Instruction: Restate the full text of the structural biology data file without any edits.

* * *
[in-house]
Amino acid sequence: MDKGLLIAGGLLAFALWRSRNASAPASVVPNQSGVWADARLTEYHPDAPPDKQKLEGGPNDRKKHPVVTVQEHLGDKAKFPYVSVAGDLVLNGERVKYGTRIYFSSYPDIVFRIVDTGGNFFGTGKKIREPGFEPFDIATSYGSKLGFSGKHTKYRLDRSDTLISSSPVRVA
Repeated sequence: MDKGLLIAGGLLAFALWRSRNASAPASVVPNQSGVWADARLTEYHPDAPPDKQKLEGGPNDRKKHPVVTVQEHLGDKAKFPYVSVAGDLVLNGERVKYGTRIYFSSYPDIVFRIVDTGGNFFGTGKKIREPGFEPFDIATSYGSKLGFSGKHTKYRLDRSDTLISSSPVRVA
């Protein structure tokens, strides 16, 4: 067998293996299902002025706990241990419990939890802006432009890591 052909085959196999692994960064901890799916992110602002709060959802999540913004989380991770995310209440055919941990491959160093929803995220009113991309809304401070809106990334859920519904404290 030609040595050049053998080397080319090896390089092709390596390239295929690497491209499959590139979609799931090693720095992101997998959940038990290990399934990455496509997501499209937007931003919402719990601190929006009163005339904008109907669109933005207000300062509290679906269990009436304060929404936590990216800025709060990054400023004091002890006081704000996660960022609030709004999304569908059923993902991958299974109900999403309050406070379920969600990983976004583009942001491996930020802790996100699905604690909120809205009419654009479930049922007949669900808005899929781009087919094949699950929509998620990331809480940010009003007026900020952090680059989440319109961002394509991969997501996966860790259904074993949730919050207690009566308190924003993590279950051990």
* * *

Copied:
[in-house]
Amino acid sequence: MDKGLLIAGGLLAFALWRSRNASAPASVVPNQSGVWADARLTEYHPDAPPDKQKLEGGPNDRKKHPVVTVQEHLGDKAKFPYVSVAGDLVLNGERVKYGTRIYFSSYPDIVFRIVDTGGNFFGTGKKIREPGFEPFDIATSYGSKLGFSGKHTKYRLDRSDTLISSSPVRVA
Repeated sequence: MDKGLLIAGGLLAFALWRSRNASAPASVVPNQSGVWADARLTEYHPDAPPDKQKLEGGPNDRKKHPVVTVQEHLGDKAKFPYVSVAGDLVLNGERVKYGTRIYFSSYPDIVFRIVDTGGNFFGTGKKIREPGFEPFDIATSYGSKLGFSGKHTKYRLDRSDTLISSSPVRVA
């Protein structure tokens, strides 16, 4: 067998293996299902002025706990241990419990939890802006432009890591 052909085959196999692994960064901890799916992110602002709060959802999540913004989380991770995310209440055919941990491959160093929803995220009113991309809304401070809106990334859920519904404290 030609040595050049053998080397080319090896390089092709390596390239295929690497491209499959590139979609799931090693720095992101997998959940038990290990399934990455496509997501499209937007931003919402719990601190929006009163005339904008109907669109933005207000300062509290679906269990009436304060929404936590990216800025709060990054400023004091002890006081704000996660960022609030709004999304569908059923993902991958299974109900999403309050406070379920969600990983976004583009942001491996930020802790996100699905604690909120809205009419654009479930049922007949669900808005899929781009087919094949699950929509998620990331809480940010009003007026900020952090680059989440319109961002394509991969997501996966860790259904074993949730919050207690009566308190924003993590279950051990």